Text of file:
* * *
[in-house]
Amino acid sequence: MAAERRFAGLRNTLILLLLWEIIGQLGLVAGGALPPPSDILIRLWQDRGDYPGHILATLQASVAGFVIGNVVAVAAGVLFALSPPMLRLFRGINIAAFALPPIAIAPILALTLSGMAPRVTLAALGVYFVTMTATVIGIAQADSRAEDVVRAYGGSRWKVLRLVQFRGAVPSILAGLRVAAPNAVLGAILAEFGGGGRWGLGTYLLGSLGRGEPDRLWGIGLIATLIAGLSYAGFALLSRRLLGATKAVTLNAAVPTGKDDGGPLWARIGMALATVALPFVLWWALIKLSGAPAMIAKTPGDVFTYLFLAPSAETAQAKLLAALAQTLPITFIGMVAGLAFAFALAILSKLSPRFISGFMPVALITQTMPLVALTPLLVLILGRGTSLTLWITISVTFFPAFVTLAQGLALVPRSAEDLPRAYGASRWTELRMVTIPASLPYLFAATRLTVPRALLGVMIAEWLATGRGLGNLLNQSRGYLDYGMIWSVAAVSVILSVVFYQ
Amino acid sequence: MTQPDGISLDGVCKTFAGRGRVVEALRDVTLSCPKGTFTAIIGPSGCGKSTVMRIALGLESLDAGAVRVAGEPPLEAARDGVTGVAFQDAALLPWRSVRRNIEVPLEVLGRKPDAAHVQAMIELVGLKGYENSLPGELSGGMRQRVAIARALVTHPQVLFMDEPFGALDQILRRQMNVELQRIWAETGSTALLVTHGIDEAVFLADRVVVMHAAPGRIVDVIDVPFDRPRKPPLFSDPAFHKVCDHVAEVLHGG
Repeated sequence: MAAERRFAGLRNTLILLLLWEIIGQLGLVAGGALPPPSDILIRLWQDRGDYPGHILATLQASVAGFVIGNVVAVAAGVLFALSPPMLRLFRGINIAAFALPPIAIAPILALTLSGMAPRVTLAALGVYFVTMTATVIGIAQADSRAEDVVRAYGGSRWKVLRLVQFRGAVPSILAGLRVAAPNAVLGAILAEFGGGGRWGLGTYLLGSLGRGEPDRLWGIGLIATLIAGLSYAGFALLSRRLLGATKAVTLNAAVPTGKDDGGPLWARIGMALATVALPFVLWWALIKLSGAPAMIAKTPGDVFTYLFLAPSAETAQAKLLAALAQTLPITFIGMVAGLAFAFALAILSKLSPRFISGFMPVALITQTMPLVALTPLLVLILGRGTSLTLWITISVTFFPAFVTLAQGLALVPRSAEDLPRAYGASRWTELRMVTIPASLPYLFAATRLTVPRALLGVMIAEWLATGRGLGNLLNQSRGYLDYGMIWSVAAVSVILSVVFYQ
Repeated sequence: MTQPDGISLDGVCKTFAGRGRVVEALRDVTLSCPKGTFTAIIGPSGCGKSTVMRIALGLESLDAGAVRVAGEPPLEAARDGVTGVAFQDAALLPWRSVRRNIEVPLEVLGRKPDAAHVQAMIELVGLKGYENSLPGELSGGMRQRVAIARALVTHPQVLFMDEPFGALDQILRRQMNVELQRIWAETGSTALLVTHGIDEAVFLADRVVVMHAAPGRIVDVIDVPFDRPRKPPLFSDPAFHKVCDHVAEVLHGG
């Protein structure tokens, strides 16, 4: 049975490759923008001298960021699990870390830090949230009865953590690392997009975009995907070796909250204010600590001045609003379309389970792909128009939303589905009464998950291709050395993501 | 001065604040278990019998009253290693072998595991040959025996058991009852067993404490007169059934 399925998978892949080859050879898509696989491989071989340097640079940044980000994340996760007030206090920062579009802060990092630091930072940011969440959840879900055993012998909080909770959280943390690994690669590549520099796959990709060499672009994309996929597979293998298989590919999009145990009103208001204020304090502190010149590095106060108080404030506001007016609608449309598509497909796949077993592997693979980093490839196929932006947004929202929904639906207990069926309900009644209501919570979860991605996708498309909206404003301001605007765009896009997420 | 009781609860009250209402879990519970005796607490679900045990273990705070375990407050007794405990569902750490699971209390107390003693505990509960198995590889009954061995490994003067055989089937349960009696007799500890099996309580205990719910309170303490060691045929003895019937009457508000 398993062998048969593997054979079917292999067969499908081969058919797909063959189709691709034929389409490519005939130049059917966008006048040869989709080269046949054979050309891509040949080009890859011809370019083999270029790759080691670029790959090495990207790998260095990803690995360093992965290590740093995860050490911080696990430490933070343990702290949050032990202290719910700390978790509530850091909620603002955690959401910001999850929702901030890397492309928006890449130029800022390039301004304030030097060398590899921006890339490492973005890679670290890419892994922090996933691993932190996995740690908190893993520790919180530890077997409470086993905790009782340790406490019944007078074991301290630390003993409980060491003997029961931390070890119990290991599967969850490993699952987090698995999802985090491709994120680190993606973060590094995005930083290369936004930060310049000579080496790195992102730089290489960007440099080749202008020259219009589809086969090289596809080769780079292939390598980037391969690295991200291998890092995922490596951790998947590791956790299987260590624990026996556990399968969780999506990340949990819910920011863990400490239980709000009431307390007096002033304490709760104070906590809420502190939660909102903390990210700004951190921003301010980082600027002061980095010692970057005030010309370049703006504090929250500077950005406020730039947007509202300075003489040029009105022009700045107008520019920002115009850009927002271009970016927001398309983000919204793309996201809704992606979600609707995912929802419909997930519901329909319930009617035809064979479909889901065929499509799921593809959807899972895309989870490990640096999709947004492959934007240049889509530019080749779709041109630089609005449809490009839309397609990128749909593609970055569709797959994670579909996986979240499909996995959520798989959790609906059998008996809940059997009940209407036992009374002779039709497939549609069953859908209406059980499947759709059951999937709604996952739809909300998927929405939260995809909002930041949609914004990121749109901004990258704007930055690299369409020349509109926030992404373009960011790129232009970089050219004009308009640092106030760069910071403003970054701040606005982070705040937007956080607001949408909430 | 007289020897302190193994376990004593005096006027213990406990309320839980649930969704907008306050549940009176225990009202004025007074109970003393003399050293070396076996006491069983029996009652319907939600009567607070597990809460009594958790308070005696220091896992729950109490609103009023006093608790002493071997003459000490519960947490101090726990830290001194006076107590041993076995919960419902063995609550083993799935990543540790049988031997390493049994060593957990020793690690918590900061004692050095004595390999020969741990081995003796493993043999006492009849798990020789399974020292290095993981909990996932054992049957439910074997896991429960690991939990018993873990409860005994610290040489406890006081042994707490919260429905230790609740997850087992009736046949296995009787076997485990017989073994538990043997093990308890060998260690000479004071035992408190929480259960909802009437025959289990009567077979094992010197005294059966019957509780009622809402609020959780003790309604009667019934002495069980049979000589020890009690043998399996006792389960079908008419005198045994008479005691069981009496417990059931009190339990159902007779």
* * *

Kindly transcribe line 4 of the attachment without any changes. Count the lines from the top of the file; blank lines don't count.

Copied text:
Repeated sequence: MAAERRFAGLRNTLILLLLWEIIGQLGLVAGGALPPPSDILIRLWQDRGDYPGHILATLQASVAGFVIGNVVAVAAGVLFALSPPMLRLFRGINIAAFALPPIAIAPILALTLSGMAPRVTLAALGVYFVTMTATVIGIAQADSRAEDVVRAYGGSRWKVLRLVQFRGAVPSILAGLRVAAPNAVLGAILAEFGGGGRWGLGTYLLGSLGRGEPDRLWGIGLIATLIAGLSYAGFALLSRRLLGATKAVTLNAAVPTGKDDGGPLWARIGMALATVALPFVLWWALIKLSGAPAMIAKTPGDVFTYLFLAPSAETAQAKLLAALAQTLPITFIGMVAGLAFAFALAILSKLSPRFISGFMPVALITQTMPLVALTPLLVLILGRGTSLTLWITISVTFFPAFVTLAQGLALVPRSAEDLPRAYGASRWTELRMVTIPASLPYLFAATRLTVPRALLGVMIAEWLATGRGLGNLLNQSRGYLDYGMIWSVAAVSVILSVVFYQ